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    Not scraping the wax off the edges and not pulling the sidewall back are the two biggest issues I see with people gunking up their side edge tools. If your files or diamond stones are getting gunked up with crud, it's almost always excess wax that didn't get scraped off or it's sidewall material because you didn't pull it away from the edge.

    Hot water, a light splash of comet and a old toothbrush works as well as any for cleaning diamond stones.
     
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  10. James

    James Making fresh tracks Instructor

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    Why isopropyl, which I presume you use the cheaper 50% version?
    For the brush, a toothbrush to dislodge the metal. If you have a spray bottle a quick spray and a brush can be done in the guide while stoning.
     
  11. mdf

    mdf back to being an ordinary Gatheree Skier

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  12. James

    James Making fresh tracks Instructor

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    Why the need for carbon atoms in one's stoning fluid?
     
  13. Polo

    Polo Booting up Skier

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    I'm kind of a OCD mess freak and don't like excess dripping all over so I use an eye dropper and put a couple drops of my special mix on the stone while it's clamped in the guide, zero mess.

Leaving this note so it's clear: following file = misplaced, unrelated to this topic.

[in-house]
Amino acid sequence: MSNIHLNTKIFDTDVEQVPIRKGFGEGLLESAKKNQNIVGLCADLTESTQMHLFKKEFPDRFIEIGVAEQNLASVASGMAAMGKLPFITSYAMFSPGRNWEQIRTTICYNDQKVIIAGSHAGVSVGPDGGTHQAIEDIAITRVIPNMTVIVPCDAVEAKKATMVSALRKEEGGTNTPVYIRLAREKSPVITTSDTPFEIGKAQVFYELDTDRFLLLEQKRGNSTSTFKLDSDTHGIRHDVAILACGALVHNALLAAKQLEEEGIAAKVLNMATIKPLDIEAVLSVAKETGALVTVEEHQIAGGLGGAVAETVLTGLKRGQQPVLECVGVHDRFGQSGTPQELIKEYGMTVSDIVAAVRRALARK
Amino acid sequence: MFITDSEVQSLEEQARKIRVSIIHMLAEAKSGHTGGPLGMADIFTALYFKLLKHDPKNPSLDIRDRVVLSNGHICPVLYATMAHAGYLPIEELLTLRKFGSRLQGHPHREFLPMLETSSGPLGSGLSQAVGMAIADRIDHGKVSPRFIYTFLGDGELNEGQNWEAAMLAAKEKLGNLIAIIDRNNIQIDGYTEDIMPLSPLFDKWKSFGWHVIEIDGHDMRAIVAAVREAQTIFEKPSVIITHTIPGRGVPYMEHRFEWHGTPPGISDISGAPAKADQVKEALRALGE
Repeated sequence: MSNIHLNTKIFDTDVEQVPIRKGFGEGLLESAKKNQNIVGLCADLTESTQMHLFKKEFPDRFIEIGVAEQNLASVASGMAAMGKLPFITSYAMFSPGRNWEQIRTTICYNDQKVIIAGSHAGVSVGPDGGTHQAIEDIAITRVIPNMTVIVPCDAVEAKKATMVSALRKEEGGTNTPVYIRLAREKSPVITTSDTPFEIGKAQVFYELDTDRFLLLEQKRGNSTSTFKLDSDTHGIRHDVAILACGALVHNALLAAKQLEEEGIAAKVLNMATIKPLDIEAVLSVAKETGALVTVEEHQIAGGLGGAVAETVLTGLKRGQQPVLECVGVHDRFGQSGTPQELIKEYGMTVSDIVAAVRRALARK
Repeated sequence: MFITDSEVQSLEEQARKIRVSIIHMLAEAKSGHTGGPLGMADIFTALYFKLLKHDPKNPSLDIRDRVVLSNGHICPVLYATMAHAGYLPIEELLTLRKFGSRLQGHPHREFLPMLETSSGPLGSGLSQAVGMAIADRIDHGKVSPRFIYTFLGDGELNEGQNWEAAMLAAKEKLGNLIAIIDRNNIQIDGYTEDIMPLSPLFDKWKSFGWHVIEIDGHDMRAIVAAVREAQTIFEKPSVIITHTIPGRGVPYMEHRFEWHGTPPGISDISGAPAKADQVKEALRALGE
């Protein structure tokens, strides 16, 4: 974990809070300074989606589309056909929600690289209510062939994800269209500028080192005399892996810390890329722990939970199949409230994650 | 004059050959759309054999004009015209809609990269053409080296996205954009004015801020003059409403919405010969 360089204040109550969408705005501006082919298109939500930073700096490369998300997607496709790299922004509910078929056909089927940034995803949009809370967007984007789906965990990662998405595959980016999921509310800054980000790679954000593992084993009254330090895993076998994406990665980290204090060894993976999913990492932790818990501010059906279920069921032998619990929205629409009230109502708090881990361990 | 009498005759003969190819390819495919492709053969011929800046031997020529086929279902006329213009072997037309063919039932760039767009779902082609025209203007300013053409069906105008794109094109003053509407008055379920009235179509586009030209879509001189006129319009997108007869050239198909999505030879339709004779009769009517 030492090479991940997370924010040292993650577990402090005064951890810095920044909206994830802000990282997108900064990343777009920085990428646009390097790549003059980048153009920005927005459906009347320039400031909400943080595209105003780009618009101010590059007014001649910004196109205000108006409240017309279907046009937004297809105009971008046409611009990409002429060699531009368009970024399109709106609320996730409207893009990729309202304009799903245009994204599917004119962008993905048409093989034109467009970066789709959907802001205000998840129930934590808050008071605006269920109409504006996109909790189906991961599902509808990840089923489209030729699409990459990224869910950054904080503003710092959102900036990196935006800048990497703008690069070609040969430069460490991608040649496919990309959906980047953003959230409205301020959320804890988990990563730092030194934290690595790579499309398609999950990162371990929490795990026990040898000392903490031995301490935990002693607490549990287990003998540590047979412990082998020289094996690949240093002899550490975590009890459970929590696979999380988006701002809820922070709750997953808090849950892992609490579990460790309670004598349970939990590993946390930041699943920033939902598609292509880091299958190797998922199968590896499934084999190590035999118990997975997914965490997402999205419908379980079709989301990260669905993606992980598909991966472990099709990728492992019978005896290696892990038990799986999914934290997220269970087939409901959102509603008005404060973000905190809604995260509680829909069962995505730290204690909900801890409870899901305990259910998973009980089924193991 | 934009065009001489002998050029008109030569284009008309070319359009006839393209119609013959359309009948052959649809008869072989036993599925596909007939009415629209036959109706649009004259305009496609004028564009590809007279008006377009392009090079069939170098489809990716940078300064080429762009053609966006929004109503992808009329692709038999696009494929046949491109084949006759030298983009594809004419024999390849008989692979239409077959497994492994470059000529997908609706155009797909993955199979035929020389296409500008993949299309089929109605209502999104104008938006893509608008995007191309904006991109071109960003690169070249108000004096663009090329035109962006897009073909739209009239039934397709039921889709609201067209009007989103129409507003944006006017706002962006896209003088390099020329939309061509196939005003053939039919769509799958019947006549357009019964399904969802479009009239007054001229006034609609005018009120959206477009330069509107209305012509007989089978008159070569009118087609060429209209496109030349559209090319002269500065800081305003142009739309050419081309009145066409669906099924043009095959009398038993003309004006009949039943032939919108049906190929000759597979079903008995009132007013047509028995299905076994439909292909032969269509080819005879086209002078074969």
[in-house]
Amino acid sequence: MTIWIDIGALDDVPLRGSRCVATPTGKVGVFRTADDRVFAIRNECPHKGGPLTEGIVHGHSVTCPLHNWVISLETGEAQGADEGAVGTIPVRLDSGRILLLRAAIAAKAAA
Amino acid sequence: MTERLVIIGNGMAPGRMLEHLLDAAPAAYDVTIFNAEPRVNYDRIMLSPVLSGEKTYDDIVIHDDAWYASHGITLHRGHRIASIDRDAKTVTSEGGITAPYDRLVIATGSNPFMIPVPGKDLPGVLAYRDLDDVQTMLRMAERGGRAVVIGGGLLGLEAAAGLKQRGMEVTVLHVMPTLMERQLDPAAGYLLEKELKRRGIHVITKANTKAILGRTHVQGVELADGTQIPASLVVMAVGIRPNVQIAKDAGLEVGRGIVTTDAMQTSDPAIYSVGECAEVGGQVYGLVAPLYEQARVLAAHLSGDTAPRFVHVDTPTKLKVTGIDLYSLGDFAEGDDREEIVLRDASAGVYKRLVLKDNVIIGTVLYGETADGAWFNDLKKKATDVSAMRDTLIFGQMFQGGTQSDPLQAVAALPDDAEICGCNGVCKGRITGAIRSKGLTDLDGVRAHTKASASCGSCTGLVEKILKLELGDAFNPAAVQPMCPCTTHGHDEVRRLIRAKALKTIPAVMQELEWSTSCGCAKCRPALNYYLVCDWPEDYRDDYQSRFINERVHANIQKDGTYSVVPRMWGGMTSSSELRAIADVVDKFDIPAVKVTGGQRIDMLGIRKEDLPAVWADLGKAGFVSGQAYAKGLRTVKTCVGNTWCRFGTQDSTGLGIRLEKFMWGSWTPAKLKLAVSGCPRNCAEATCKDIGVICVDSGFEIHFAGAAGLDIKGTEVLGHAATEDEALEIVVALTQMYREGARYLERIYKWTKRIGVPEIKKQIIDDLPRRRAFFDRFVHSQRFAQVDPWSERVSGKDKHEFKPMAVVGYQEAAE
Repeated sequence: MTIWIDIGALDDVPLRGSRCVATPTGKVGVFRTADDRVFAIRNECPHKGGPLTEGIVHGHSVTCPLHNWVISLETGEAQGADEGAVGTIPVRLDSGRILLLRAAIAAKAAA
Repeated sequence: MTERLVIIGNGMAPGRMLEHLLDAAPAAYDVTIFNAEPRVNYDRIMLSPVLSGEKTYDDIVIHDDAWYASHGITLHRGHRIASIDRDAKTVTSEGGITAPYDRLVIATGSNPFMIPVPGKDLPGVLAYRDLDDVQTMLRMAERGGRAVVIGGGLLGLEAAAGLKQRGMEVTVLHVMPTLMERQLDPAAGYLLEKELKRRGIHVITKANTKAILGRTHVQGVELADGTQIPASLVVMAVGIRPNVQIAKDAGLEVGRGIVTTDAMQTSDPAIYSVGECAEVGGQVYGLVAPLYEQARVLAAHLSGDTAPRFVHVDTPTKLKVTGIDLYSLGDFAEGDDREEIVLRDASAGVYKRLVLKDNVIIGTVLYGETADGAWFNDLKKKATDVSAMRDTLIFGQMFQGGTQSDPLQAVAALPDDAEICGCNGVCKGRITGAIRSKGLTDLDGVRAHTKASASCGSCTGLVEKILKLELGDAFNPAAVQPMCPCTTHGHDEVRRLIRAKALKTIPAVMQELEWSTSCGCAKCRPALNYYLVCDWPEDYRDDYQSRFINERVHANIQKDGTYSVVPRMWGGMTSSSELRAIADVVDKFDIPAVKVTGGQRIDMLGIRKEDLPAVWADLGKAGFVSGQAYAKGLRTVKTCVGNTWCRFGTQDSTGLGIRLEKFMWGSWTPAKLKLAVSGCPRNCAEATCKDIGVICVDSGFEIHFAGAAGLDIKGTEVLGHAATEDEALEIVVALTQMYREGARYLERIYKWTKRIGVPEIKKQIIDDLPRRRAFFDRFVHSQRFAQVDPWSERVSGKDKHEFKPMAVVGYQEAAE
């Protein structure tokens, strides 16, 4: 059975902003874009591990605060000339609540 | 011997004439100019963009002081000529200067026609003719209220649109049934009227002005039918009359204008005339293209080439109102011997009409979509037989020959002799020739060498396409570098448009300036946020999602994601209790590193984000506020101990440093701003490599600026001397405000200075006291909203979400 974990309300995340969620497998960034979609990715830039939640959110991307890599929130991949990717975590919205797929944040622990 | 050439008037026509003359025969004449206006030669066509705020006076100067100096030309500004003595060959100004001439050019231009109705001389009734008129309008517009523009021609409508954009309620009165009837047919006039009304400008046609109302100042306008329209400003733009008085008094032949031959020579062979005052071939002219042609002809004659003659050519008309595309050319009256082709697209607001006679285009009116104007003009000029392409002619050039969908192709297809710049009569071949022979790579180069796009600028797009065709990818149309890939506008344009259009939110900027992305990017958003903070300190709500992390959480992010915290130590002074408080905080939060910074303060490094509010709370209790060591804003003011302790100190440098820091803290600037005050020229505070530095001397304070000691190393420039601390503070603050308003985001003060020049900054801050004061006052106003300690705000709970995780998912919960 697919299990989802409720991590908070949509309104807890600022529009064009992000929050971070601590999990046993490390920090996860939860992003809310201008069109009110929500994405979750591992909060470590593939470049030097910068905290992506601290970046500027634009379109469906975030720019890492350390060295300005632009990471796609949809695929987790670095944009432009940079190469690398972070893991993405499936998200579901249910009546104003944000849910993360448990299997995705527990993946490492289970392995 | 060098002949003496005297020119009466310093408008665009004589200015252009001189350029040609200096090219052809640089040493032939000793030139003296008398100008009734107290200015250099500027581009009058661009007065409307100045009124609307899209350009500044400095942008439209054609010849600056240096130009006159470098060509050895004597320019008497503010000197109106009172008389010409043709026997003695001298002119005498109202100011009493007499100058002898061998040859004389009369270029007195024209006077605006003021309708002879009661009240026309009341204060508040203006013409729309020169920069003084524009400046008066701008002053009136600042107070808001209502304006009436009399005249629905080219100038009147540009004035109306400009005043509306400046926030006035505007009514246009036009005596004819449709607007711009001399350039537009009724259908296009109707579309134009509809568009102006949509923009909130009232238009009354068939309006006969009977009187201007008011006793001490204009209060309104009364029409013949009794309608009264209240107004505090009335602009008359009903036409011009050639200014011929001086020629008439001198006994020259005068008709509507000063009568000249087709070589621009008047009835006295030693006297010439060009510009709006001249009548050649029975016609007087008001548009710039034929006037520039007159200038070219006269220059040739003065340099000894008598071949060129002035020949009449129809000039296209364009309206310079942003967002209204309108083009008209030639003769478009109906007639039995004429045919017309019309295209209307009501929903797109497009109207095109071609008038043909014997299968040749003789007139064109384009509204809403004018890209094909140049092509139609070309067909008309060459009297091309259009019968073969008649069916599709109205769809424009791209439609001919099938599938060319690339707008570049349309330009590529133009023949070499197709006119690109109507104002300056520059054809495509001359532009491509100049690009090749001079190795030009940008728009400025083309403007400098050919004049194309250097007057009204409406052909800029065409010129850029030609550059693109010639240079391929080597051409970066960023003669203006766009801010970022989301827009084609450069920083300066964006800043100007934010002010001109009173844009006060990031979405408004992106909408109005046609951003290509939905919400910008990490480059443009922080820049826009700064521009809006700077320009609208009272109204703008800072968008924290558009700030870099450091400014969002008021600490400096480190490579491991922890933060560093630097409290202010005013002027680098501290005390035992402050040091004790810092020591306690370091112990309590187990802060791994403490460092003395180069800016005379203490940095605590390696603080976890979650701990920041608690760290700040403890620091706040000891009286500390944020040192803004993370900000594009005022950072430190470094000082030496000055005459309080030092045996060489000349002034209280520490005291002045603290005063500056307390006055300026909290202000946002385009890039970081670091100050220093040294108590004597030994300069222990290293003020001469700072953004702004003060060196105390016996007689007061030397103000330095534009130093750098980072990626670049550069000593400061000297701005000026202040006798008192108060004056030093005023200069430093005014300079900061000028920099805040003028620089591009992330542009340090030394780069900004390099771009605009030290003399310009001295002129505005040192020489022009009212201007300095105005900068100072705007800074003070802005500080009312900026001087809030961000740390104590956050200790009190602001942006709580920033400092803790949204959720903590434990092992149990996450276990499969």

I use a mix of distilled water, isopropyl alcohol and a couple small drops of Dawn soap then give it a good shake before use. The soap helps the solution stay on the stone without running right off and kind of aerates the solution a little so the little particles coming off the edge as you're working it sorta float instead of concentrating in one spot on the stone. After use, a quick dip in water and the stuff floats right off and is clean.
     
  14. Dwight

    Dwight Practitioner of skiing, solid and liquid Admin Moderator

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    When I'm lazy I use spit. Always have it.
     
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  15. Jacques

    Jacques Workin' It on Skis Best I Can Skier

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    Here you go.
     
  16. BGreen

    BGreen Out on the slopes Skier

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    Denatured alcohol or a citrus wax remover and a stiff nylon brush. If that doesn’t work, I have stronger solvents.
     
  17. CalG

    CalG Out on the slopes Skier

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    Carbon is the building block of life! You need to add life to your skis to keep them "lively".

    It's common sense!
     
  18. Dakine

    Dakine Getting off the lift Skier

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    Mineral spirits and a small wire brush.
    You aren't going to hurt the diamonds with steel.
     
  19. mdf

    mdf back to being an ordinary Gatheree Skier

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    I am not convinced. Sure, diamond is harder than steel, but it isn't just one big hunk of diamond. Steel is harder than the matrix holding the diamond grains.
     
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  20. Tom K.

    Tom K. HRPufnStf Skier

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    Similar here. I use a brass brush about the size of a toothbrush.

    Helps conserve packing space on road trips! :D